• Keep your people informed about current decisions affecting their pay, promotion, privileges, and other benefits. These areas have a direct impact on the employee and their family so these are the things that will keep them awake at night. If you want your employees to truly believe that your concern for their welfare is at the forefront of you leadership, then keeping them up-to-date on the decisions being made that affect these areas and your efforts to impact those decisions are critical to their well-being.[/message][su_spacer]

So, let me give you an example of a better way to manage the difficult news of a lay off so you can see how you can turn a negative into a positive. While working at a building supply retail store, the President of the company insisted that we had too many cashiers and demanded I lay off the last cashier hired by the end of the day. I tried to explain to him that the person he was talking about was an outstanding worker and that one of my other cashiers was getting ready to graduate from college and would most likely be leaving which would bring me in line with his desire. He would not listen and I was forced to lay off the cashier that day.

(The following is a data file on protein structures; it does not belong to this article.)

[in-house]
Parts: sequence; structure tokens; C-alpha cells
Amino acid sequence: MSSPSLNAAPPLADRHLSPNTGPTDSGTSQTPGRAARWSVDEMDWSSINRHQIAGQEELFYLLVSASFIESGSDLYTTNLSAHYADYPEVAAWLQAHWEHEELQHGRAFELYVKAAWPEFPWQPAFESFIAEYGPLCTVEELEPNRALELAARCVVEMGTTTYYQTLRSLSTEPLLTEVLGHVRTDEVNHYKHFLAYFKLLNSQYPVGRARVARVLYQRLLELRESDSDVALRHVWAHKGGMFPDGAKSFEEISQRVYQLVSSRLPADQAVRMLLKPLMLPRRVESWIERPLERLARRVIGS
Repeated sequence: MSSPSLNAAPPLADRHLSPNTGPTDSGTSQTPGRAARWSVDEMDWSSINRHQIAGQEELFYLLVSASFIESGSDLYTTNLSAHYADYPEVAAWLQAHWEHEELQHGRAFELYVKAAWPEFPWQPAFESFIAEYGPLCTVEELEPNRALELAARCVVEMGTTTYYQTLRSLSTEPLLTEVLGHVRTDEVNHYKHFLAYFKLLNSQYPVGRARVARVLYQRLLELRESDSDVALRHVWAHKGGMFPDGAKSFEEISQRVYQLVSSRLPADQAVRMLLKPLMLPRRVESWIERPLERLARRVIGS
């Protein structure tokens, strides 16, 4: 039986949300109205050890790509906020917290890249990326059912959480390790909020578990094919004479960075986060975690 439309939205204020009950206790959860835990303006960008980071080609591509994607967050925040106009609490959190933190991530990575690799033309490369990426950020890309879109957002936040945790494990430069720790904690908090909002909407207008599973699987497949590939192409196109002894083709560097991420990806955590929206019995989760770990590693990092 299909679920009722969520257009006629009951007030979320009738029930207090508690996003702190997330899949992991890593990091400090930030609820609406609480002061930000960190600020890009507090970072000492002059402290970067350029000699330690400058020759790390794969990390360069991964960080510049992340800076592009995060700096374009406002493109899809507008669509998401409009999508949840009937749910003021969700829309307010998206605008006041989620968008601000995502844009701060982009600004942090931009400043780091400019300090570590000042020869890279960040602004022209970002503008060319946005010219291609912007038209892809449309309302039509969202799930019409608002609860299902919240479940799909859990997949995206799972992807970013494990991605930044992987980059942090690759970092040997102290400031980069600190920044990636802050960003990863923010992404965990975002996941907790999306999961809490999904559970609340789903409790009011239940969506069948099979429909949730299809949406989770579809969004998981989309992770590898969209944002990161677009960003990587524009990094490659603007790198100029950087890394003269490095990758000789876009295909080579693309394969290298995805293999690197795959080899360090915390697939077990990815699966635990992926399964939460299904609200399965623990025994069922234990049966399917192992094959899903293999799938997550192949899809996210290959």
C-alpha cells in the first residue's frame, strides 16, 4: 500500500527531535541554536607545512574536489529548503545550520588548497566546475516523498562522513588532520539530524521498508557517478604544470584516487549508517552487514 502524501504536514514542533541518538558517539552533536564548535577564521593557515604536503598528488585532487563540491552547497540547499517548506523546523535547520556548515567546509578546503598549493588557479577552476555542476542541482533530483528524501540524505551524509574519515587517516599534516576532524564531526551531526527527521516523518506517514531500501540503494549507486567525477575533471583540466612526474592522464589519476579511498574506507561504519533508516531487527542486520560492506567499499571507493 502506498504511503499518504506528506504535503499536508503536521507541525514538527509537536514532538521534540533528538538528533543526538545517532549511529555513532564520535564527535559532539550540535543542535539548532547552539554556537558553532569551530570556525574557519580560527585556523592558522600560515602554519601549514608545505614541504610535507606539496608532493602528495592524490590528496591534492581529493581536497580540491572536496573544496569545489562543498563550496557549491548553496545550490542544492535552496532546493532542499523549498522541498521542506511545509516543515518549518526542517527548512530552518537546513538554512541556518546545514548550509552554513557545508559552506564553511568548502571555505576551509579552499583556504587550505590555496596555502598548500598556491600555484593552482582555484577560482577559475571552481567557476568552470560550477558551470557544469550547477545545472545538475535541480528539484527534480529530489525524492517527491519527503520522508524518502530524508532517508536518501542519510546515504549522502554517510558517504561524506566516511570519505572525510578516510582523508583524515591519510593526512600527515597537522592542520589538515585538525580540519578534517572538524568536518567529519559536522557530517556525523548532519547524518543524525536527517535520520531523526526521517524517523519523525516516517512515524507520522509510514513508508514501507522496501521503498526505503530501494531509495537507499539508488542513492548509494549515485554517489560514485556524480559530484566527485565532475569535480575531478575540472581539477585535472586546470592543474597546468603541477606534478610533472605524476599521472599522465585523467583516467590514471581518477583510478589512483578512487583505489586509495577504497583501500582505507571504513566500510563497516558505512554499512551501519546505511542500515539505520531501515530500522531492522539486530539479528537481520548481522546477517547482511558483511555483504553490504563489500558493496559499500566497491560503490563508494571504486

My first action was to begin calling on all the retail establishments around my location. Sure enough, I found a large chain store that was advertising for cashiers so I asked to speak to the person who would be responsible for hiring for the positions. Once I had her on the phone, I explained my problem and asked her if she could help me out by hiring this person I was to lay off that very day – I would send her over to the store within the hour if she would guarantee me that she would hire my cashier. She was amazed that I would do such a thing and promised that the job was hers if she came by that day and filled out the application.